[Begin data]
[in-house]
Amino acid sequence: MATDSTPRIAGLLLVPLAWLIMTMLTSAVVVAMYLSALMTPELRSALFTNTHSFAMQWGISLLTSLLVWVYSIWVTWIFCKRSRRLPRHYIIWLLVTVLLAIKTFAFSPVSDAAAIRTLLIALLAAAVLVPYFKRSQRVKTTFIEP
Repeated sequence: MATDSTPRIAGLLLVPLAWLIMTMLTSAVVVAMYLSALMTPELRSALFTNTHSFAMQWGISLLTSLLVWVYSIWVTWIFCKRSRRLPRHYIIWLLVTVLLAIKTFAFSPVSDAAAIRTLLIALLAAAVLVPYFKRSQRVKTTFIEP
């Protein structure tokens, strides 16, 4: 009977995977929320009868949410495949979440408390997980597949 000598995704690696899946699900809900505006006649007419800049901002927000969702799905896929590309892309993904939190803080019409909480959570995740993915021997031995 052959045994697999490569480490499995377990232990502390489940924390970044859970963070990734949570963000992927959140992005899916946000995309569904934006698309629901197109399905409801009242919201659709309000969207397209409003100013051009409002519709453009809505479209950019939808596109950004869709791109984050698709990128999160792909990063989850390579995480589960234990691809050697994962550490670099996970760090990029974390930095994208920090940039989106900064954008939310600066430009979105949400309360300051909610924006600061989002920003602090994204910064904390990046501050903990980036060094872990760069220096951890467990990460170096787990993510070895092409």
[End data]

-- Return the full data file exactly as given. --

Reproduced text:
[in-house]
Amino acid sequence: MATDSTPRIAGLLLVPLAWLIMTMLTSAVVVAMYLSALMTPELRSALFTNTHSFAMQWGISLLTSLLVWVYSIWVTWIFCKRSRRLPRHYIIWLLVTVLLAIKTFAFSPVSDAAAIRTLLIALLAAAVLVPYFKRSQRVKTTFIEP
Repeated sequence: MATDSTPRIAGLLLVPLAWLIMTMLTSAVVVAMYLSALMTPELRSALFTNTHSFAMQWGISLLTSLLVWVYSIWVTWIFCKRSRRLPRHYIIWLLVTVLLAIKTFAFSPVSDAAAIRTLLIALLAAAVLVPYFKRSQRVKTTFIEP
């Protein structure tokens, strides 16, 4: 009977995977929320009868949410495949979440408390997980597949 000598995704690696899946699900809900505006006649007419800049901002927000969702799905896929590309892309993904939190803080019409909480959570995740993915021997031995 052959045994697999490569480490499995377990232990502390489940924390970044859970963070990734949570963000992927959140992005899916946000995309569904934006698309629901197109399905409801009242919201659709309000969207397209409003100013051009409002519709453009809505479209950019939808596109950004869709791109984050698709990128999160792909990063989850390579995480589960234990691809050697994962550490670099996970760090990029974390930095994208920090940039989106900064954008939310600066430009979105949400309360300051909610924006600061989002920003602090994204910064904390990046501050903990980036060094872990760069220096951890467990990460170096787990993510070895092409």